The author uses the motif of time travel to show the child reader the reality of ancient Egypt. The Egyptian part of the storyline is set in the times of queen Hatshepsut of the 18th Dynasty. The boy protagonist sees her as a pharaoh and is surprised by her wearing male garments, a fake beard and regalia indicating her power. The queen is distant and appears only during an official occasion. As for other historical figures – the boy also meets royal children: the queen’s daughter, Princess Neferure and her stepbrother Thutmose III, a future ruler, who behaves exactly like Paweł’s younger siblings – the children get into a fight about who will get the precious cat.
The background created by Nowacka to show Egyptian antiquity mostly includes elements of everyday life: irrigation devices used to increase crops, modest huts, the contrast between a miserable village and a monumental temple decorated with small drawings (which Paweł recognizes as hieroglyphics), the appearance of people (clothes, hairstyles, jewellery) and the treatment they receive (threats, beatings, humiliation, imprisonment or strenuous work), the burial customs, religious rituals or worship of animals.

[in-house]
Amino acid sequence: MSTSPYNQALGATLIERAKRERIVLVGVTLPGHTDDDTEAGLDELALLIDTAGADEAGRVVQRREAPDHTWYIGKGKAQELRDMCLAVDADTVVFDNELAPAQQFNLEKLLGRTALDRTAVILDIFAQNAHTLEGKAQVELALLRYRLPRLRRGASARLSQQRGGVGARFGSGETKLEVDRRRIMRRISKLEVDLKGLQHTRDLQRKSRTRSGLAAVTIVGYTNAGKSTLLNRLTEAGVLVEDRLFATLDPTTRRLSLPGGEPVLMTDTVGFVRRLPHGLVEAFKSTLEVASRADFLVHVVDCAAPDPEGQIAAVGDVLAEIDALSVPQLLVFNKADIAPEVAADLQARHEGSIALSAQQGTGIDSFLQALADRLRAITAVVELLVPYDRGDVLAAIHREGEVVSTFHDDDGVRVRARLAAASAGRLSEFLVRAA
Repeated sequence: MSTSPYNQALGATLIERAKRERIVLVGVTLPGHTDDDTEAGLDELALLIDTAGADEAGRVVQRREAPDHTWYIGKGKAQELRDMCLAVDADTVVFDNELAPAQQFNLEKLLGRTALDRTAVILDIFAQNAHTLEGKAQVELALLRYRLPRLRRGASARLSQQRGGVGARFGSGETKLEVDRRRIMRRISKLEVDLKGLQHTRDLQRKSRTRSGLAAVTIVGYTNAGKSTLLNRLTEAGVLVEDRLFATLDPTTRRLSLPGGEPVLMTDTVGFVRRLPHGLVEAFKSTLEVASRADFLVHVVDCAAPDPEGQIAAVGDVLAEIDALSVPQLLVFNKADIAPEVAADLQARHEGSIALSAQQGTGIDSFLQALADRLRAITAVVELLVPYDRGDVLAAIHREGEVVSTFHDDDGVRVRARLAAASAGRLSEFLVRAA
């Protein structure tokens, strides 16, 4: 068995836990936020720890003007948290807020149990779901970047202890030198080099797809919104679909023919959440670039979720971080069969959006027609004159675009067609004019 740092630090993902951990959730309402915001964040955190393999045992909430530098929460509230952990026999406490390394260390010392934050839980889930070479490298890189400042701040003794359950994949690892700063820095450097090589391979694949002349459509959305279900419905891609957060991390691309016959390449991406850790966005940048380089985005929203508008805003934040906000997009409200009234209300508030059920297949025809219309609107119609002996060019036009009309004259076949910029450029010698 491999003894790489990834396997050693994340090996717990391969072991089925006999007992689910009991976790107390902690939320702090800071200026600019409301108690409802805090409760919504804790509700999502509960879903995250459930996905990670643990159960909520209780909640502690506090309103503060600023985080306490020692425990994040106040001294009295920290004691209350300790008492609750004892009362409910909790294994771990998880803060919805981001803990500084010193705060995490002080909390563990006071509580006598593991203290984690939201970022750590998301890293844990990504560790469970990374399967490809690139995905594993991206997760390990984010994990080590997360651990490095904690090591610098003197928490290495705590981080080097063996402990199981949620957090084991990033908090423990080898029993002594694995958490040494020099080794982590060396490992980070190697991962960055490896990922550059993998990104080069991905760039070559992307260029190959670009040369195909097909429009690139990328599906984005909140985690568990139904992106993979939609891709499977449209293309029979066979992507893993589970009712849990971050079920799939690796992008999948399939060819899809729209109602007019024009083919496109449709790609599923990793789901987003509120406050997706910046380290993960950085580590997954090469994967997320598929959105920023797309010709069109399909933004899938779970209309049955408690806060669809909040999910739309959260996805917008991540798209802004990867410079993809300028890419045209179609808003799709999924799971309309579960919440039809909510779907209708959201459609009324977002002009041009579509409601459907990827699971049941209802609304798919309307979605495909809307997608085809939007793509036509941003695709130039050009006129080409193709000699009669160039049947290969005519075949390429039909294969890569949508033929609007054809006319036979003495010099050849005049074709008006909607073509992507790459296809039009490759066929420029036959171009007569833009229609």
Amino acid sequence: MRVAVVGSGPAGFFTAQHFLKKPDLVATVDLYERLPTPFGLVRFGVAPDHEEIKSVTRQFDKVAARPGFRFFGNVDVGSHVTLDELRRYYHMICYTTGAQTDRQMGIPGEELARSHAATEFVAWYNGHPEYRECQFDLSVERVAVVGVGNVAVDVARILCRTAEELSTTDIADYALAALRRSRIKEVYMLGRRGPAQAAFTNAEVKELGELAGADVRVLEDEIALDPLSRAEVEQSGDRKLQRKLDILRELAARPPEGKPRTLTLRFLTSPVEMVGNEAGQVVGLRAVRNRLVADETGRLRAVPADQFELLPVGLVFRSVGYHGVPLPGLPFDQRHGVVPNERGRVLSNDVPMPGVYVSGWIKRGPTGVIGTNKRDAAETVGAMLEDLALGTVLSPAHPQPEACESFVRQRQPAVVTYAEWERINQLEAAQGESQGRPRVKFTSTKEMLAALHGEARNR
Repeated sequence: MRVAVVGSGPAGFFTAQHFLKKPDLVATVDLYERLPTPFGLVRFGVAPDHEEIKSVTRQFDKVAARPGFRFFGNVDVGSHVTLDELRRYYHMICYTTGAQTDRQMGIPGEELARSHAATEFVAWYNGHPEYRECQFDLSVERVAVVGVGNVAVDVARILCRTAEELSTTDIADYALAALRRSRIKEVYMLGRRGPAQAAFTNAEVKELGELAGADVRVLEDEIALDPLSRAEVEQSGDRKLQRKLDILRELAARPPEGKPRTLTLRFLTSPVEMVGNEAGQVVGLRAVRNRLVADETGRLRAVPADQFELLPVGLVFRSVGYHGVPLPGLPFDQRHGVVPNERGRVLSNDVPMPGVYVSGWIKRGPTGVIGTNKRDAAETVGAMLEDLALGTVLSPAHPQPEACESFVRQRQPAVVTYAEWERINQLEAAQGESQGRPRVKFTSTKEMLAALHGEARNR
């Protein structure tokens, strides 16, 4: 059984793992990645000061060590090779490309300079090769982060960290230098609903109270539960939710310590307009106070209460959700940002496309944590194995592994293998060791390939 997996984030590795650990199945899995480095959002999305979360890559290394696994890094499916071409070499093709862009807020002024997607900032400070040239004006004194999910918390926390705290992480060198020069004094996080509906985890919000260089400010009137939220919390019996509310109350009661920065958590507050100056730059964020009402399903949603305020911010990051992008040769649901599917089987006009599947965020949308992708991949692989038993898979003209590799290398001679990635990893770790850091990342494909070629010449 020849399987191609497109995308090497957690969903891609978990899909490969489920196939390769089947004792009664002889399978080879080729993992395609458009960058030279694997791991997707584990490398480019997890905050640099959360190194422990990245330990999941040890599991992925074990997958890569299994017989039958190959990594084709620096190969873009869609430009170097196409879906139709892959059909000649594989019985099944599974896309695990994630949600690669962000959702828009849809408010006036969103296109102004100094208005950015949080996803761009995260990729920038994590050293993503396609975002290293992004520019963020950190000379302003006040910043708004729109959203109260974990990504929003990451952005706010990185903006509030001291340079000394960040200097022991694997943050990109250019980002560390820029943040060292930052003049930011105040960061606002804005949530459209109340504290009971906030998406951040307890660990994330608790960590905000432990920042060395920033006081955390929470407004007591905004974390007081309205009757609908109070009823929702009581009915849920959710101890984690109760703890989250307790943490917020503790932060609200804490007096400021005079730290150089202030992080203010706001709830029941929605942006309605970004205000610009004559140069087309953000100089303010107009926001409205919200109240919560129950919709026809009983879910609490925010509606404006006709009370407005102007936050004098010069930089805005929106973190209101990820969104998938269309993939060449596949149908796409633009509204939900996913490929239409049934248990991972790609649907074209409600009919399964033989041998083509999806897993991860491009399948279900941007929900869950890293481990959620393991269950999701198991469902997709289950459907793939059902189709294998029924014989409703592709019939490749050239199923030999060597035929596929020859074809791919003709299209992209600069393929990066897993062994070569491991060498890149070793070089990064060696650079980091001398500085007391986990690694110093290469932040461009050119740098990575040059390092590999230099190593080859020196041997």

When the protagonist time travels to ancient Egypt, anytime he does not know or understand something, he tries to make it more familiar by comparing it to something less distant. This is the reason why, when he hears an Egyptian call Pusia goddess, he tries to recall all the information about goddesses he has ever known. He mentions the Adventures of Hercules, where Pallas Athena appears in a helmet and with a spear, as well as Hera, who sends two big snakes to strangle the newborn future slayer of the dreadful Hydra. Paweł does not remember much more about Greek mythology, because his mother read Tanglewood Tales by Nathaniel Hawthorne to him a long time ago, in his early childhood, and he is now ten years old. This mention of Hawthorne as the boy’s source of mythological knowledge shows the phenomenal popularity of the 19th-century American author in Poland, his book was published and reprinted many times*, was present in every public library and widely read by children and to children by their parents.
* Nathaniel Hawthorne, Mity greckie. Transl. M. J. Lutosławska, Warszawa : Instytut Wydawniczy "Biblioteka Polska", 1937, 1947, 1948; Warszawa: Nasza Księgarnia, 1960.
Nathaniel Hawthorne, Opowieści z zaczarowanego lasu: mity greckie. Transl. Krystyna Tarnowska, Andrzej Konarek, Warszawa: Instytut Wydawniczy „Nasza Księgarnia”, 1973, 1980, 1987, 1988, 1989; Warszawa: Votum, 1992.
Świerczyńska-Jelonek, Danuta, "Różne światy powieści Ewy Nowackiej", Guliwer 3 (2004): 5-13.